Last weekend was probably the last decent riding weather of the year, and boy was it spectacular. The temperature was exactly right for cruising in my preferred gear: A waxed cotton jacked and moto jeans. The colours in the county were spectacular, and the low afternoon sun over Lake Erie and her tributaries was as enchanting as I have ever seen it. It seemed that every rider in the region was out and about, and happy to throw up a wave on way pass. I was riding my beloved T140 and Jenny-Mae was on her modern quarter litre Honda. The roads were dry. The air was warm. The leaves were red, orange and chocolate. We went out for a ride with no defined destination, as is our custom. We just head for the county and decide which way to turn once we get to an intersection. Pure zen motoring.

On this particular occasion we ended up at Ure’s (pronounced “Yers”) which is a charming little gas station/lunch counter /convenience store/single family home. It resides at the entrance to one of my favourite motorcycle routes: Hwy 50 along the north shore of Lake Erie. Ure’s has apparently been around since God was a boy, and it is exactly the kind of county gem I really love to search out when riding aimlessly. It’s not what you would call an avant-garde menu, and they can’t tell you the specifics of the coffee beans and their planation of origin but that’s not the point. The point is you can get bacon, eggs, diesel, firewood, worms, and a warm sense of well-being in one location. Jenny and I took a breather to sit outside and sip our coffees and share a butter tart (with coconut), while we watched a parade of bikes bending their way onto Hwy 50. Ure’s is the kind of place that shows clear signs of natural evolution: add-ons, and renovations are well executed, but the seams are visible. Like a well-worn, and oft-patched pair of jeans. This is the kind of comfortable that only comes from the polishing effect of time.

While Ure’s is assuredly unique and unmistakable, there are other unique and unmistakable cafés in Essex County.  Not far from our home is John’s Place, which is attached to a mechanics garage. When it was vacant I used to say to Jenny as we passed it, that we ought to buy the whole building and call it Mike and Jen’s Lube and Lunch. I was only half joking…. Maybe a quarter. This place does a very satisfying steak and eggs, and has a charm all its own. There is a poster on the wall that challenges the viewer to count all the horses. There are the obvious ones, but then the hidden ones in the bark of the trees, or the clouds. I think there are 14. I’m wrong, for sure, but that’s my opening bid. If you turn up at John’s during the weekend breakfast hours there is generally a lively bullshit table. You know; a bunch of old dudes with John Deere hats complaining about this or that with emphatic head shakes and myriad references to the wayback. I eavesdrop every time. Most of my knowledge about soy comes from eavesdropping county bullshit tables. I know absolutely nothing about soy.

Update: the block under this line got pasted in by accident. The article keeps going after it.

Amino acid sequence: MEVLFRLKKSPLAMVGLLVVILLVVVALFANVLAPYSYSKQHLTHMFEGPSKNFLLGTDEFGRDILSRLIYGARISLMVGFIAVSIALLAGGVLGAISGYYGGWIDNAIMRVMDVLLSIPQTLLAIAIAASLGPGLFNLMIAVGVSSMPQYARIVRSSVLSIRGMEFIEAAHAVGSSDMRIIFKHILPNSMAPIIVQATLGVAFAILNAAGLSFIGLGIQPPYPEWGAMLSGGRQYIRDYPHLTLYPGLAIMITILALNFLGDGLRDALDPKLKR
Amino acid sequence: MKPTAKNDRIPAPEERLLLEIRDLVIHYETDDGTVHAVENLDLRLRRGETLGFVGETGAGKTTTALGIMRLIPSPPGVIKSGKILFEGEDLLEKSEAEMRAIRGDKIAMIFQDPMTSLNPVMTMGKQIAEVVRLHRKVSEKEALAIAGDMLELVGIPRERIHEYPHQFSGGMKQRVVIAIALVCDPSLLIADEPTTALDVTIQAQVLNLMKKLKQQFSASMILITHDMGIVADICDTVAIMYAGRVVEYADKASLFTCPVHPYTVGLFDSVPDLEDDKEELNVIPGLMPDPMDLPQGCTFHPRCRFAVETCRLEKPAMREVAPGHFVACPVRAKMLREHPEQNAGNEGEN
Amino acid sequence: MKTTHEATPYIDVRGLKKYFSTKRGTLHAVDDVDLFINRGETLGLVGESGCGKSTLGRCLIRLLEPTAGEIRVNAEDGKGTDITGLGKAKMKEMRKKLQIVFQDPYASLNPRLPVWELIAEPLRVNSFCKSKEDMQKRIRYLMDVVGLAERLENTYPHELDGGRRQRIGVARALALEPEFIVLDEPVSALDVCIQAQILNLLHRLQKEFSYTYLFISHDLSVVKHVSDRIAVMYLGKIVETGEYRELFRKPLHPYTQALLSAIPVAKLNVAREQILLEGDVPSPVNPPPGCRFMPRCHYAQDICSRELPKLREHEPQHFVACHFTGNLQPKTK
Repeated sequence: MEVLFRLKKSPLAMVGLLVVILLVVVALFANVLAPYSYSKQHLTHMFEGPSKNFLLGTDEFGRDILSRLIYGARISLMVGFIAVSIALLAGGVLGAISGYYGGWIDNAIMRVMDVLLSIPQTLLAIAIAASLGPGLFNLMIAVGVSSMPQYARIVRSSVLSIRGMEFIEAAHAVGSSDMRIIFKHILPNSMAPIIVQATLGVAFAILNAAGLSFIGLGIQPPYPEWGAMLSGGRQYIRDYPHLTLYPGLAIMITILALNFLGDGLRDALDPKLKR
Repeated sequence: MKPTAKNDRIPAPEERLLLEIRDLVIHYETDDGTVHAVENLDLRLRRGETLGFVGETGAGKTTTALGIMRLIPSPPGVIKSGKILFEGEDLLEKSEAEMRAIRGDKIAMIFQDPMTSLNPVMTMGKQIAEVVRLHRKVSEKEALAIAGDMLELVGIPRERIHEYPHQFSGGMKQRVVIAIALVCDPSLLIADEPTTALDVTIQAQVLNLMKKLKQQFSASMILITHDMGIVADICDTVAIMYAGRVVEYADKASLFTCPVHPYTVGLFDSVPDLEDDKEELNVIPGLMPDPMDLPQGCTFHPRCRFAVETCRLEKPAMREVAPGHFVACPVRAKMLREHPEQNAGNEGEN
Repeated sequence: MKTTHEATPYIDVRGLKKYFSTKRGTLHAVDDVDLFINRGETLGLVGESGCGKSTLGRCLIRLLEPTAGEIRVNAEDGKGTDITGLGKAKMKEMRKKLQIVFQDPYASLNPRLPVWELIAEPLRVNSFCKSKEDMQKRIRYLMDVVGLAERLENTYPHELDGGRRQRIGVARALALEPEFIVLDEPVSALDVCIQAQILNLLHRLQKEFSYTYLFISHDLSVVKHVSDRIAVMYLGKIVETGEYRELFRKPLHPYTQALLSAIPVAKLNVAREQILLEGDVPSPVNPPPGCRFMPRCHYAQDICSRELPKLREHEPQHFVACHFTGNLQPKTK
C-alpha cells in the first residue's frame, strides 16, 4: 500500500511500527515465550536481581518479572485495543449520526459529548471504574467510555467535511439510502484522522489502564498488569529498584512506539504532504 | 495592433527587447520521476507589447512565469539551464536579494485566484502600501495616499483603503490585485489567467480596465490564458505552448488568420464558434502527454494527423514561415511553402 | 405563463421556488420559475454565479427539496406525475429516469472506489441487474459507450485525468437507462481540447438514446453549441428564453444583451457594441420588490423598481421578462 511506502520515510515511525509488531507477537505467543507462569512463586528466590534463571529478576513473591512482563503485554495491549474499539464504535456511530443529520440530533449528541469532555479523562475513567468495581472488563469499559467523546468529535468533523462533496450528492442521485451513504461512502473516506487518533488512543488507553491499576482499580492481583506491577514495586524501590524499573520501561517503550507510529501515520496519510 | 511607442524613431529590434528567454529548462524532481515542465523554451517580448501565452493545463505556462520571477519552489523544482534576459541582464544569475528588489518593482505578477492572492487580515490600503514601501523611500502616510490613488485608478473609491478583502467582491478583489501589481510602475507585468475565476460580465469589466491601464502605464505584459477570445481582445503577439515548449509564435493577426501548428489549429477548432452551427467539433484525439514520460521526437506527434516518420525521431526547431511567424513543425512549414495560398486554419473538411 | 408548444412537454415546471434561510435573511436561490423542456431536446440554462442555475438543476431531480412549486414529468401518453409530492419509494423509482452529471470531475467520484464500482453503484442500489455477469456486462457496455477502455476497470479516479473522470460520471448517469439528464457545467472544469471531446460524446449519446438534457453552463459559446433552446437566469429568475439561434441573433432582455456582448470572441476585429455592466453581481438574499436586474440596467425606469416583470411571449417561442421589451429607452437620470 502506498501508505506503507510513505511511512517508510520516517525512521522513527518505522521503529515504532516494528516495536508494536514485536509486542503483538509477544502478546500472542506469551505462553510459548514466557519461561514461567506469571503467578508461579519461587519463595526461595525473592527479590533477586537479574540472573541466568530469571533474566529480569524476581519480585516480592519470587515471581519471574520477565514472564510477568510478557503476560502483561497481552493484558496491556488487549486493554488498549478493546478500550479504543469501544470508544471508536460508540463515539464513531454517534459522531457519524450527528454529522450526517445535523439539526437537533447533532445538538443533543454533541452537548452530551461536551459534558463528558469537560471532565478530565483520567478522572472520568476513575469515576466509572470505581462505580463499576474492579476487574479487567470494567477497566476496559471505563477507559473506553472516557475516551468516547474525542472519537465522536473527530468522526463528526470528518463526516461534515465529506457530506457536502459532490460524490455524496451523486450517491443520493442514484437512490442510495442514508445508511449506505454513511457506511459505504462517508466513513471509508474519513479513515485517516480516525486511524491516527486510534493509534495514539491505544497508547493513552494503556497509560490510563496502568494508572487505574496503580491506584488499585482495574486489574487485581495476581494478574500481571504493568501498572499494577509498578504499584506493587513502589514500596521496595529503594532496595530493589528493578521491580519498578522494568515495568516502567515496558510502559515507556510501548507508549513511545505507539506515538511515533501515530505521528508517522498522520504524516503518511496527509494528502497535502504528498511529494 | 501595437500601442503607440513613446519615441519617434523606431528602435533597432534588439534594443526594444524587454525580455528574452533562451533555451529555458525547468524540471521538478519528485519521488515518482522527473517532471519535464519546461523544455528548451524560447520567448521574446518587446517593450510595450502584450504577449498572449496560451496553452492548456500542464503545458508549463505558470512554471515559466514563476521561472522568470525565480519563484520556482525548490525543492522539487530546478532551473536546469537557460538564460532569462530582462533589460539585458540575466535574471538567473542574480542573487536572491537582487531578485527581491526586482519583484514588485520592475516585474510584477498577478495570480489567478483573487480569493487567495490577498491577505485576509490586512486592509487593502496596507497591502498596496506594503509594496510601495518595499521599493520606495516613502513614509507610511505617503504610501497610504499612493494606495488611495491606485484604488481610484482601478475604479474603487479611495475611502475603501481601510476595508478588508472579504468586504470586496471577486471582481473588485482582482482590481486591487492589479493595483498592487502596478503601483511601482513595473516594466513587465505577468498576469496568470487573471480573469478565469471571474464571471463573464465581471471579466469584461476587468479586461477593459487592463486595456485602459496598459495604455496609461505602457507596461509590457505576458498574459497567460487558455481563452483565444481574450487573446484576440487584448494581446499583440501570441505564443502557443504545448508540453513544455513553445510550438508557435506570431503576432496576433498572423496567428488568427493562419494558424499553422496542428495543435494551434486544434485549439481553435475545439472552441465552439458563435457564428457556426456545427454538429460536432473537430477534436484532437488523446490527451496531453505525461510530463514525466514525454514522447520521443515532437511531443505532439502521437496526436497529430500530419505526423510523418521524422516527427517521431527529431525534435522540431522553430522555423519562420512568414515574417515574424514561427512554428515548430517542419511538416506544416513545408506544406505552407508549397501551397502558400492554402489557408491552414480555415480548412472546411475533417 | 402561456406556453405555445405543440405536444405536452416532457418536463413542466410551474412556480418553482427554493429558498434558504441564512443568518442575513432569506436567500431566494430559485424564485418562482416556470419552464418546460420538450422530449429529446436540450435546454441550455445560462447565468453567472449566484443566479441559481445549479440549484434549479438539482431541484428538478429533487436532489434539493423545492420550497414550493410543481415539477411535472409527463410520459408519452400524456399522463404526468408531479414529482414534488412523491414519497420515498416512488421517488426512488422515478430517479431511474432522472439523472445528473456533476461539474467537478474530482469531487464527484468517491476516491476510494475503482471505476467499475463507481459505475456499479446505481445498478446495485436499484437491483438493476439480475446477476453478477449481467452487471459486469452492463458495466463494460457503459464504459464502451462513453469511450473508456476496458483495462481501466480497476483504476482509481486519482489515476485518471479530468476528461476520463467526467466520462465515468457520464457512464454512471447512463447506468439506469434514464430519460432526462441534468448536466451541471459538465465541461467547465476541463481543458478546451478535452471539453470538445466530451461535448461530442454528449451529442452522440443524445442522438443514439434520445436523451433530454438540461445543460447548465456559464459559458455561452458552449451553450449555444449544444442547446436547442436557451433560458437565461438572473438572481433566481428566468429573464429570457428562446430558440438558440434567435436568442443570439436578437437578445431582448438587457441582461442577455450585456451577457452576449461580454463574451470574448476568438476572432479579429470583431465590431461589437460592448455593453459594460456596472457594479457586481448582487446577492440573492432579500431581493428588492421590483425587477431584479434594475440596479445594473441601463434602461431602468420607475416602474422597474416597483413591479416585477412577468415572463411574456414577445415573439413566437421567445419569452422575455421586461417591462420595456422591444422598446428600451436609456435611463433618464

Out past John’s Place and right a bit is the Arner Stop. This is another example of the under-appreciated fuel station & restaurant combination. No, the food does not taste like gasoline, that’s absurd. The Arner Stop has the additional distinction of having a raised dining area, which overlooks the integral convenience store area. You can peruse the fishing/hunting licenses, tin signs, and lottery tickets from the comfort of your table while you chomp away on your banquet burger or BLT. The Arner Stop is full serve, and has one of those old-school bell-lines running past the pumps.  Every time someone pulls in you get the PING-ping of the bell as the axles roll over the hose. Sometimes a PING-ping-ping if they’ve got a small trailer, or cross at a sharp angle. The floor of the dining area is hollow underneath so it’s a bit like walking on a platform stage. Your footfalls carry much gravitas on your round trip to bathroom. You don’t get that at a Denny’s or insert-name-here franchise shop,  all you get there is the beginning of a saga of intestinal distress. None of these places are in strip malls. None of them have centralized corporate ownership.  They are living fossils, and I mean that in the most affectionate way possible. They are emblems of a by-gone area, be it better or worse, that have now largely moved on. I never lived in the countryside as a kid, I lived in the ‘burbs of Toronto, so maybe I would look at these county diners differently if they were more familiar. At is stands, I look at them with a certain kind of sweet sadness. I know their days are numbered, that Maw and Paw are going to retire and that the next generation probably isn’t interested in selling butter tarts and coffee by a dusty lot. I feel a certain need to enjoy them while they last, while the butter tarts still have coconut in them.

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